Clark Wolf is the host and organizer. The panel—on food and politics—includes me, talking about my memoir, Slow Cooked, An Unexpected Life in Food Politics; Chloe Sorvino, author of Raw Deal: Hidden Corruption, Corporate Greed, and the Fight for the Future of Meat; Alex Prud’homme, author of Dinner With The President: Food, Politics and the History of Breaking Bread at the White House; and Tanya Holland, author of Tanya Holland’s California Soul. Free, but register here. It starts at 5:00 p.m. and lasts one hour.
What ever happened to menu labels?
It’s been 4 years since President Obama signed the Affordable Care Act authorizing menu labels to go national.
In 2011, the FDA proposed rules for public comment. It proposed final rules in 2013:
But the FDA has never released the final rules.
The rumors I’m hearing say they are being held up by the White House Office of Management and Budget.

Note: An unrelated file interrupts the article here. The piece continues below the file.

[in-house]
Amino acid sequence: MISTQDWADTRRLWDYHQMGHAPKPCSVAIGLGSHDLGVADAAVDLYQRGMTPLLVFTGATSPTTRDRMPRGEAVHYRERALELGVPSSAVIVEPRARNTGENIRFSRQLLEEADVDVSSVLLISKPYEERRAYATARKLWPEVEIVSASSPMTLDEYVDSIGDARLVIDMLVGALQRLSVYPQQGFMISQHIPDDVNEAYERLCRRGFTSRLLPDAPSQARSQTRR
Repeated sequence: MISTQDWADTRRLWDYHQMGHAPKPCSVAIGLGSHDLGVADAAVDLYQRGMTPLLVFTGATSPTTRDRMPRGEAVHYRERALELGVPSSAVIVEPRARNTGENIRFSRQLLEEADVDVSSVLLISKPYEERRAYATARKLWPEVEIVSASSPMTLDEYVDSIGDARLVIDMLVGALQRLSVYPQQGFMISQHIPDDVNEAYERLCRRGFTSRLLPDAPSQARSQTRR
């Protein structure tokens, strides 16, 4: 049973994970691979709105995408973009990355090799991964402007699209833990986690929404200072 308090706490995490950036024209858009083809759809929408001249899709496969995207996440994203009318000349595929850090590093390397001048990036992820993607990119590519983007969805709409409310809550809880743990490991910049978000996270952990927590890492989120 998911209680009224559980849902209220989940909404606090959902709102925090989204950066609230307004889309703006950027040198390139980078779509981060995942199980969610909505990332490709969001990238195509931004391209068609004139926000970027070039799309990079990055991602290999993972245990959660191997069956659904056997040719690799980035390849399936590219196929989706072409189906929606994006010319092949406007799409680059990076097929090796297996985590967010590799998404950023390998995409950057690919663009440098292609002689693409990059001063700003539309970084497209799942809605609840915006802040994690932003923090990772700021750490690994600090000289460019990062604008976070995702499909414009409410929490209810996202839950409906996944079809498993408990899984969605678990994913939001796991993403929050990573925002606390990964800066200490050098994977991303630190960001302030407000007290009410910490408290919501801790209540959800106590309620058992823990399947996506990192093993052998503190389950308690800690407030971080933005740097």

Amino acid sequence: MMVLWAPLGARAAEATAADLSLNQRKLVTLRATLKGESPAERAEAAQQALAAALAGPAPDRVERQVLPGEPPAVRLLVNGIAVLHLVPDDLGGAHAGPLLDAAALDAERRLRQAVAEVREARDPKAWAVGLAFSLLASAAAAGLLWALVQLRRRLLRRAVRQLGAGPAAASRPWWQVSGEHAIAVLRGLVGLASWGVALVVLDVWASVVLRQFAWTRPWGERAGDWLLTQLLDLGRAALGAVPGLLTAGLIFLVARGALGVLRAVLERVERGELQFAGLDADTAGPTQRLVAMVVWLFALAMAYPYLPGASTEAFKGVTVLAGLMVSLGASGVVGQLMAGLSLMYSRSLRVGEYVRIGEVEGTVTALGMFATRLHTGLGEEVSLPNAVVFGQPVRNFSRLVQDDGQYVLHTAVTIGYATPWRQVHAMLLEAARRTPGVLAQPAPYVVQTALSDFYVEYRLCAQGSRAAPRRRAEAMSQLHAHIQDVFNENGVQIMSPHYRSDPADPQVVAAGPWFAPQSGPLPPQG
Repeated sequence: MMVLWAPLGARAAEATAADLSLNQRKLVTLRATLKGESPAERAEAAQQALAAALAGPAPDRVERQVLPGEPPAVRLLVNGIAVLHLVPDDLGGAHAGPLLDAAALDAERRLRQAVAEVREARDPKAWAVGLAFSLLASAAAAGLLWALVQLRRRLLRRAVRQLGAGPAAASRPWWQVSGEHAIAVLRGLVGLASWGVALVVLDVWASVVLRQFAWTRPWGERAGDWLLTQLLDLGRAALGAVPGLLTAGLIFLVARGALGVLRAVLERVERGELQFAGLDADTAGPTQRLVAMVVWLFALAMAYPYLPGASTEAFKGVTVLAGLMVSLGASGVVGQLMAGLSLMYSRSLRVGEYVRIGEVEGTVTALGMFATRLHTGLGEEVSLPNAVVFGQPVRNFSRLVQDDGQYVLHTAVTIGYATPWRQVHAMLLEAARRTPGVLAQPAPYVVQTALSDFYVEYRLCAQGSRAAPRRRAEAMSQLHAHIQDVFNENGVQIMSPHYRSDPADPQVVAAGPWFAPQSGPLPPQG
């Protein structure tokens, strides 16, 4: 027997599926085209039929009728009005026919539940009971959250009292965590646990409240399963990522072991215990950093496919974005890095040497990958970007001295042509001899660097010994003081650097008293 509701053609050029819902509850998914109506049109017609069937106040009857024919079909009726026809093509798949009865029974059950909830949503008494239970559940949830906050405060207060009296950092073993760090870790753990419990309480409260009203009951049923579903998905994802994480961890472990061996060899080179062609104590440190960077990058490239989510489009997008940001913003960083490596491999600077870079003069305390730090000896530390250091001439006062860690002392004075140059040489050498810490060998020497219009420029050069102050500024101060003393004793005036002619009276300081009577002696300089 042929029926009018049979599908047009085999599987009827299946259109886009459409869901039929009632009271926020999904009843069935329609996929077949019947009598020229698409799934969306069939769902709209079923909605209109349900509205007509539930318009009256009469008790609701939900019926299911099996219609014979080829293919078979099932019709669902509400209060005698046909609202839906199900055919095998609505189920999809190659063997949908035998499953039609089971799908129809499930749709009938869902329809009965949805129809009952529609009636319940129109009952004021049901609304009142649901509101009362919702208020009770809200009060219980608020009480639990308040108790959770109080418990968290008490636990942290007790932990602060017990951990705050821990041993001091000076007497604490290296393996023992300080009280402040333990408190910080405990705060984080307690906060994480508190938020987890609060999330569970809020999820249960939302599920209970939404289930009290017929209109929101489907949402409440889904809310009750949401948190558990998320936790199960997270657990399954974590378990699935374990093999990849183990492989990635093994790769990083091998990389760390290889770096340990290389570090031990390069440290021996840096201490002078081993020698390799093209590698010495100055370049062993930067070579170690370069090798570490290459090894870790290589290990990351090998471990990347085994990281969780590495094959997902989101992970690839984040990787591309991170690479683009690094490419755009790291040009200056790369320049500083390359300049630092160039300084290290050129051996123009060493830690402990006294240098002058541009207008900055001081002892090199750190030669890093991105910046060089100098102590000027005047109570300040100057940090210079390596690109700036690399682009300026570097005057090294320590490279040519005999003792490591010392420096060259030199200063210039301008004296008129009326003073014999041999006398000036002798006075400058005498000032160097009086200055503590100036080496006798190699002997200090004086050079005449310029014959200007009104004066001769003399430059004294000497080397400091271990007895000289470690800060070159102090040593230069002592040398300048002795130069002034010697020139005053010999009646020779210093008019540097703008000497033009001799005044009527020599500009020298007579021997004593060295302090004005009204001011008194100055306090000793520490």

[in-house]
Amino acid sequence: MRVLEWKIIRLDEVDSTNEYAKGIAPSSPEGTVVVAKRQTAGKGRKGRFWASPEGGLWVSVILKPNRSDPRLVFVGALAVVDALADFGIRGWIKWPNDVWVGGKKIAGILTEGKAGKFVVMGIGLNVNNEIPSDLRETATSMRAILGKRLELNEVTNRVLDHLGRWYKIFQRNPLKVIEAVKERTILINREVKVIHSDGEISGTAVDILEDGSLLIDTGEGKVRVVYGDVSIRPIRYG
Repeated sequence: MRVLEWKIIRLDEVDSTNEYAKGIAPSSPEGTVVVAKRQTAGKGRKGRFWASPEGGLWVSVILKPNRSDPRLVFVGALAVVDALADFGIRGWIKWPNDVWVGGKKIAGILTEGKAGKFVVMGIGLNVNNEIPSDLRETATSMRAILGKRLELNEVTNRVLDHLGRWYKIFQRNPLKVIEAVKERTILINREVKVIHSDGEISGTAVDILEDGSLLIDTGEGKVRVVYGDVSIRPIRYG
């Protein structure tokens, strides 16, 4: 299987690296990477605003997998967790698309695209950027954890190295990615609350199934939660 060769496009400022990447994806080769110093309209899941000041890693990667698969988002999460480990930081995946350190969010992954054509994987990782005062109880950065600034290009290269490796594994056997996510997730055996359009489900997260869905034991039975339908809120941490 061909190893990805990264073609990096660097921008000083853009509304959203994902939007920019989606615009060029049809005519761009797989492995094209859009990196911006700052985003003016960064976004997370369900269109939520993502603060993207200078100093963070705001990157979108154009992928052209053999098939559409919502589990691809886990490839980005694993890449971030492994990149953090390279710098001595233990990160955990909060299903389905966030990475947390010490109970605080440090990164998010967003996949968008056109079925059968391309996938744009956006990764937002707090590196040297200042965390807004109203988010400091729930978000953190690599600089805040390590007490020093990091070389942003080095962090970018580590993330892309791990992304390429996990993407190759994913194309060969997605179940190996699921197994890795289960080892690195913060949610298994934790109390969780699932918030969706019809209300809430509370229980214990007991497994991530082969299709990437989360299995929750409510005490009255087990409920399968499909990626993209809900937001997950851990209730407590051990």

I first wrote about the delay in April 2013.
I complained about the delay again four months ago, when rumors suggested that it was due to pressures from owners of pizza chains and movie theaters.
I quoted Politico Pro Agriculture on the White House-induced delay:
It was three months ago today that the White House first received FDA’s final rules for calorie labels on menus and vending machines, and by the Office of Management and budget’s own rules, that means time is up. Interagency review at OMB is supposed to take no more than 90 days before the final release of a measure, though that timeframe is often extended with little explanation on more controversial initiatives. While OMB is always mum on its schedule for rule reviews and releases, the end of the standard review period is sometimes a hint that something will be coming, if not today — the day before a long weekend — then soon. In the meantime, brush up on the issue here: http://politico.pro/1mKNcFr and here: http://politico.pro/1lzZLDe.
Come on White House OMB: the election is over. Let the FDA release the rules, please.
This is about public education, which is supposed to be bipartisan.